Elena Alonso describes the appearance of her most recent work as an offering of bones, jacks, stones, sticks, shells and other motley objects cast at random to be read by fortune tellers. According to such primitive practices, the casual form that the array of objects falls into adopts a sort of cryptic message that the initiated person interprets for the community, hereby revealing aspects of the occult, of the cause of evils, of future and fate, the face offered by destiny… But what design do these recent drawings by the artist predict? What do they tell us about what we do not know? What do they reveal or show? Well, in principle it is quite difficult to imagine that these images, so carefully constructed and composed, perfectly drawn, reveal more than a kind of self-indulgence with uncertainty. Perhaps this can explain them: in their refined, exquisite stiffness, what they repress with their paralysis is the very thing that is evidenced: the staging of a world both static and ecstatic. The paralyzing perfection of a plan conducted without waste or corrections, as proposed by Elena Alonso, simply makes one’s blood run cold. No burrs, no surveys, no refutation in the certain path that the artist follows from the moment that she is in front of the paper until the completion of the work. This is something unique in our days, as far as I know, that excludes any instrumental version of the drawing to get to build its images, even the most ambitious and complex, as closed and entire units from the very beginning, without a rectification process. “Pittore senza errori”, said Vasari about the stylistic perfection of Andrea del Sarto. In the case of Elena, we would say drawings without errors, without hesitation or mistakes, without the need to fit one form into another (for instance, in the medium used for her drawings), or the shuffling of lines following different paths that the Venetian model of the disegno esterno proposed in the sixteenth century in opposition to the clear lines of his Florentine colleagues, predominantly linked to the Idea.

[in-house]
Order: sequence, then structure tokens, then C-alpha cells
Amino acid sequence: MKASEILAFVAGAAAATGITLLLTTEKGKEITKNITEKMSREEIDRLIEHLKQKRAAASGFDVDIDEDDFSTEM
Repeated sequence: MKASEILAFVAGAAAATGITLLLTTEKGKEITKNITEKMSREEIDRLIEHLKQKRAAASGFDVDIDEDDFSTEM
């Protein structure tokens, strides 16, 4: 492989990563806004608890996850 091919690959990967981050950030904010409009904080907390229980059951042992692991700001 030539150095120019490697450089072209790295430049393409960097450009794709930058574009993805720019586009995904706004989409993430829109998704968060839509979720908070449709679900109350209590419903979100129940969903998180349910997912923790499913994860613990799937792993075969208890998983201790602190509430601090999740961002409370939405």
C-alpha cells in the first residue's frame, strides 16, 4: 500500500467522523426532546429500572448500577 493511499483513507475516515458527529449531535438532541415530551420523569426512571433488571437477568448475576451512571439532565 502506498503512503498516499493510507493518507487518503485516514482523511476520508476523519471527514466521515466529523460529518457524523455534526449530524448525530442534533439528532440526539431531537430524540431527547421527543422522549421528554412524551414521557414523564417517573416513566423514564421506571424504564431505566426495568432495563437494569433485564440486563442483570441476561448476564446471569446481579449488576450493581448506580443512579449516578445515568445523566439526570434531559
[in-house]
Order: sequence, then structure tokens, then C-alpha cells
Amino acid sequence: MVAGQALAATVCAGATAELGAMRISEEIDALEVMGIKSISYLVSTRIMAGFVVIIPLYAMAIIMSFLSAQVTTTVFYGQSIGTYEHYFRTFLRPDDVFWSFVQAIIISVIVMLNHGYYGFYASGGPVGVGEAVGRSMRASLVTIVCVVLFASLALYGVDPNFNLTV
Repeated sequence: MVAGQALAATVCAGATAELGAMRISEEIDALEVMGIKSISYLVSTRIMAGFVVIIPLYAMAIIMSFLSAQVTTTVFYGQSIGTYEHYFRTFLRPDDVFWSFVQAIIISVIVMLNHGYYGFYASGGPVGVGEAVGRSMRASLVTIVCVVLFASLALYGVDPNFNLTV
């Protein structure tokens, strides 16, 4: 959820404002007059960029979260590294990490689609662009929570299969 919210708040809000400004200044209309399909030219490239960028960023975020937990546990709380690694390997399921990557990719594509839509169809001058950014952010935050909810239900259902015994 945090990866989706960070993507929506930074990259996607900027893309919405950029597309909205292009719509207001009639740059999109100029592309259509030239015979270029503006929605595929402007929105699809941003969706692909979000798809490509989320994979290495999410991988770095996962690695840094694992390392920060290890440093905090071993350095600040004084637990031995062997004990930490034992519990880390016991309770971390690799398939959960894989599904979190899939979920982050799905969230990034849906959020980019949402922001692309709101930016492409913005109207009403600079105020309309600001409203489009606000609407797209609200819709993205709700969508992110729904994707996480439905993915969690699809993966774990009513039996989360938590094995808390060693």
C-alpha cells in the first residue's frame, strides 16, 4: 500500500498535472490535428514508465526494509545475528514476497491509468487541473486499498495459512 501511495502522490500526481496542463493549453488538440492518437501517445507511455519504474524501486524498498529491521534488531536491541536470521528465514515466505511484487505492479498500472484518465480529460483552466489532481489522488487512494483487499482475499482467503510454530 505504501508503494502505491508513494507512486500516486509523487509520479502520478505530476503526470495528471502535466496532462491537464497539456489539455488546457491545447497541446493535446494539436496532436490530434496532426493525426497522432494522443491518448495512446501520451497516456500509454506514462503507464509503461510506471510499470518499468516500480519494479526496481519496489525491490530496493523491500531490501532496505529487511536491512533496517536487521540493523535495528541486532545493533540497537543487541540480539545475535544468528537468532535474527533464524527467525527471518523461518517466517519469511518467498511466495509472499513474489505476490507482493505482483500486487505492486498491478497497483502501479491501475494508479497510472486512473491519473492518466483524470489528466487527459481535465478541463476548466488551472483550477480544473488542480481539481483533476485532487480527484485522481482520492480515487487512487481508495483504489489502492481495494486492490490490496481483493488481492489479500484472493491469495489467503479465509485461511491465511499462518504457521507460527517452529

The work of this artist has a deep Apollonian character. We can imagine her as the most merciless
persecutor of the shadow line, armed with her drawing instruments: surgical stylus and scalpels relentlessly separating the visible from the mental, the possible from the ideal, the invisible from the unreal ... Concealed within her compositions, there is measure and order. All is controlled and measured, balancing every step and every appearance of a form with the rest, until at last, and with few syntactic elements brought into play in a nearly empty space, the perfect harmony of the objects cast in the air is sustained—although in this exhibition there are some of the more complex drawings from the formal point of view. Since ancient times, mankind has wanted to see its fate written in the sky. But such voice, crystallized in the hands of Elena Alonso, acquires more the meaning of a pentagram, a kind of notational system where the viewer will have to read perfect music, like the one Platonist dreamed that emanated from the spheres.